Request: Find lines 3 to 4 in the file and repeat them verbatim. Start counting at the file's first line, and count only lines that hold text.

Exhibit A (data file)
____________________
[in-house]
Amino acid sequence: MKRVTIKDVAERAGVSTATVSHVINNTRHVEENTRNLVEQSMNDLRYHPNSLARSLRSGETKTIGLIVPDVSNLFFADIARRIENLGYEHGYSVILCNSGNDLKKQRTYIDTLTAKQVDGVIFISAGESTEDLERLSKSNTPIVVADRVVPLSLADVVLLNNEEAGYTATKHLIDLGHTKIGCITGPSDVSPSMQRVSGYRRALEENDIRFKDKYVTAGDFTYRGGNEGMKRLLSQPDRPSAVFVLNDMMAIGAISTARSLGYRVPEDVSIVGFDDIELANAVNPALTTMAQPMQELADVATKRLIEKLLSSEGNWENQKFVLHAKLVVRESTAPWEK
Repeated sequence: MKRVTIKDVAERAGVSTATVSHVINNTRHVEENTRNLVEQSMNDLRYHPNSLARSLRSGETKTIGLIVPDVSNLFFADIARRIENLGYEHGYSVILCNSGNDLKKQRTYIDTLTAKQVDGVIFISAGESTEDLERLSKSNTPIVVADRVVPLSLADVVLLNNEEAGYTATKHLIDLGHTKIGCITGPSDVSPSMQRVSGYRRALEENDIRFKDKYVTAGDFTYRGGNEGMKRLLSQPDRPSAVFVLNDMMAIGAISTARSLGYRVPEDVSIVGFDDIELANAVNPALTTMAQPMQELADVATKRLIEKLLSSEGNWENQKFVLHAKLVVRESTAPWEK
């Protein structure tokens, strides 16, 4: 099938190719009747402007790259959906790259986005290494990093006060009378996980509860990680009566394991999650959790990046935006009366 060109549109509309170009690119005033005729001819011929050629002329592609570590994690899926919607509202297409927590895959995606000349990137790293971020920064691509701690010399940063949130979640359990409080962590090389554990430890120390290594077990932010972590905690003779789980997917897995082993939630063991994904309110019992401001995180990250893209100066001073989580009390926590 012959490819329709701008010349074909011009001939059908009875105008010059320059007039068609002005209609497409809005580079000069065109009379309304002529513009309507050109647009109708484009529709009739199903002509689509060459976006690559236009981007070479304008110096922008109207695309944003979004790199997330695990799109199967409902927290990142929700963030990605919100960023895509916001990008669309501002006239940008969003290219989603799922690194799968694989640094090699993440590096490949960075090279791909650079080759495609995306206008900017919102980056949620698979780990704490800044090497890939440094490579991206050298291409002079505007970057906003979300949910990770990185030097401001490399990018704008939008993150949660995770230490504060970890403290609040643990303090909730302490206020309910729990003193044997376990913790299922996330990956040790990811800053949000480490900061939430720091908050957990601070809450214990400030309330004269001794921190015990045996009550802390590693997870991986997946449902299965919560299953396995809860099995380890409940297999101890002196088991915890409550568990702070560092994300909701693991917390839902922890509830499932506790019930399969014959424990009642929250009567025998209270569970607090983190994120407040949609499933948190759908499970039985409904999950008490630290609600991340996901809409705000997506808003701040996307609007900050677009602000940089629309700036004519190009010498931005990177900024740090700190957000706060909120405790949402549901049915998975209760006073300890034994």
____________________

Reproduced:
Repeated sequence: MKRVTIKDVAERAGVSTATVSHVINNTRHVEENTRNLVEQSMNDLRYHPNSLARSLRSGETKTIGLIVPDVSNLFFADIARRIENLGYEHGYSVILCNSGNDLKKQRTYIDTLTAKQVDGVIFISAGESTEDLERLSKSNTPIVVADRVVPLSLADVVLLNNEEAGYTATKHLIDLGHTKIGCITGPSDVSPSMQRVSGYRRALEENDIRFKDKYVTAGDFTYRGGNEGMKRLLSQPDRPSAVFVLNDMMAIGAISTARSLGYRVPEDVSIVGFDDIELANAVNPALTTMAQPMQELADVATKRLIEKLLSSEGNWENQKFVLHAKLVVRESTAPWEK
């Protein structure tokens, strides 16, 4: 099938190719009747402007790259959906790259986005290494990093006060009378996980509860990680009566394991999650959790990046935006009366 060109549109509309170009690119005033005729001819011929050629002329592609570590994690899926919607509202297409927590895959995606000349990137790293971020920064691509701690010399940063949130979640359990409080962590090389554990430890120390290594077990932010972590905690003779789980997917897995082993939630063991994904309110019992401001995180990250893209100066001073989580009390926590 012959490819329709701008010349074909011009001939059908009875105008010059320059007039068609002005209609497409809005580079000069065109009379309304002529513009309507050109647009109708484009529709009739199903002509689509060459976006690559236009981007070479304008110096922008109207695309944003979004790199997330695990799109199967409902927290990142929700963030990605919100960023895509916001990008669309501002006239940008969003290219989603799922690194799968694989640094090699993440590096490949960075090279791909650079080759495609995306206008900017919102980056949620698979780990704490800044090497890939440094490579991206050298291409002079505007970057906003979300949910990770990185030097401001490399990018704008939008993150949660995770230490504060970890403290609040643990303090909730302490206020309910729990003193044997376990913790299922996330990956040790990811800053949000480490900061939430720091908050957990601070809450214990400030309330004269001794921190015990045996009550802390590693997870991986997946449902299965919560299953396995809860099995380890409940297999101890002196088991915890409550568990702070560092994300909701693991917390839902922890509830499932506790019930399969014959424990009642929250009567025998209270569970607090983190994120407040949609499933948190759908499970039985409904999950008490630290609600991340996901809409705000997506808003701040996307609007900050677009602000940089629309700036004519190009010498931005990177900024740090700190957000706060909120405790949402549901049915998975209760006073300890034994």